Danny is a content truck driver, but his girl Peggy shows potential as a dancer and hopes he too can show ambition. Danny acquiesces and pursues boxing to please her, but the two begin to spend more time working than time together.
It's the early days of the F.B.I. - federal agents working for the Department of Justice. Though they've got limited powers - they don't carry weapons and have to get local police approval ... See full summary »
McCord's gang robs the stage carrying money to pay Indians for their land, and the notorious outlaw "The Oklahoma Kid" Jim Kincaid takes the money from McCord. McCord stakes a "sooner" ... See full summary »
Five members of a teen-age gang, including leader Jimmy Smith, are sent to the State Reformatory, presided over by the melodramatically callous Thompson. Soon, Patsy Gargan, a former ... See full summary »
Anthony John is an actor whose life is strongly influenced by the characters he plays. When he's playing comedy, he's the most enjoyable person in the world, but when he's playing drama, ... See full summary »
Cagney is Danny Kenny, a truck driver who enters "the fight game" and Sheridan plays his girlfriend, Peggy. Danny realizes success in the ring and uses his income to pay for his brother Eddie's music composition career, while Peggy goes on to become a professional dancer. When Peggy turns down Danny's marriage proposal for her dancing career, Danny, who wanted to quit the fight game, continues on & is blinded by rosin dust purposely placed on the boxing gloves of his opponent during a fight. His former manager finances a newsstand for the now semi-blind Danny. The movie ends with brother Eddie becoming a successful composer and dedicates a symphony at Carnegie Hall to his brother who listens to the concert on the radio from his newsstand. Peggy, now down on her luck, but in the audience at Carnegie, rushes to Danny at his newsstand where they reunite. The movie is based on a novel of the same name. Written by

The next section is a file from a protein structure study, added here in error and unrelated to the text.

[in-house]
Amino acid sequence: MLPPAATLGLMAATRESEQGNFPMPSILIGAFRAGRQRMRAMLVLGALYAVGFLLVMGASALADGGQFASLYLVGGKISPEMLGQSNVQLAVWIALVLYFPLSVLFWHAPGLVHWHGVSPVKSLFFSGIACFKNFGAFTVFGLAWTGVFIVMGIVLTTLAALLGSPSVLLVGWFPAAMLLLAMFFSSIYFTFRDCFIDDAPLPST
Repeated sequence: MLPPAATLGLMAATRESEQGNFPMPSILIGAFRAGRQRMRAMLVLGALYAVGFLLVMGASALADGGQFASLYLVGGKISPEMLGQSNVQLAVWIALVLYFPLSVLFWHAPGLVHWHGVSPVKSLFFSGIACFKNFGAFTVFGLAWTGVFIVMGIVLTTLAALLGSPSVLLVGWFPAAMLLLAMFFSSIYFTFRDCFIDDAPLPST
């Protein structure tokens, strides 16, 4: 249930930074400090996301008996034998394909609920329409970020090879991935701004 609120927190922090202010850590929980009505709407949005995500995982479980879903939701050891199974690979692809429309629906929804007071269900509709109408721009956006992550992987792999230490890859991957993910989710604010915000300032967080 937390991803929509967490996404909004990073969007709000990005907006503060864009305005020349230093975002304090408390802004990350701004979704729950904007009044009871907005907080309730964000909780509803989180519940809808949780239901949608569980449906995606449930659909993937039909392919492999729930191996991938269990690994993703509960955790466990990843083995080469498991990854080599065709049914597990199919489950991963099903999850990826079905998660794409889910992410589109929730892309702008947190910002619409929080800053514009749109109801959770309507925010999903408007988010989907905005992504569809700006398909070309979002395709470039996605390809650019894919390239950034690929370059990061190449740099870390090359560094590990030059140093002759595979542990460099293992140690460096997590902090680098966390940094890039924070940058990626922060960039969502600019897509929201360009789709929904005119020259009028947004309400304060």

'Frank Craven''s role as the tramp who guides us through the story echoes his performance as the narrating Stage Manager in "Our Town", which he had just filmed prior to this picture. He also created the role on Broadway. See more »
Obvious matte paintings of motionless spectators are used to simulate the back rows and upper tier of the boxing arena. See more »
[Startled, after getting bussd on the cheek from Eddie]
Say, what am I... a French general getting a medal or somethin'?
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With a first-rate cast, good boxing sequences, an excellent music score by Max Steiner, a smattering of romance and action sequences, this film has got to be one of James Cagney's best films. Besides, you get a chance to see Arthur Kennedy and Elia Kazan in their first film, and both are excellent. If Kazan weren't such a great director, he easily could have made a career as an actor. Be sure to notice the surprising scene where Anthony Quinn seems to force himself on Ann Sheridan, who pleads for him to stop as the scene fades. Surprising, because even an implied rape was against the strict code in 1940. I wonder how that scene got past the Hays Office.
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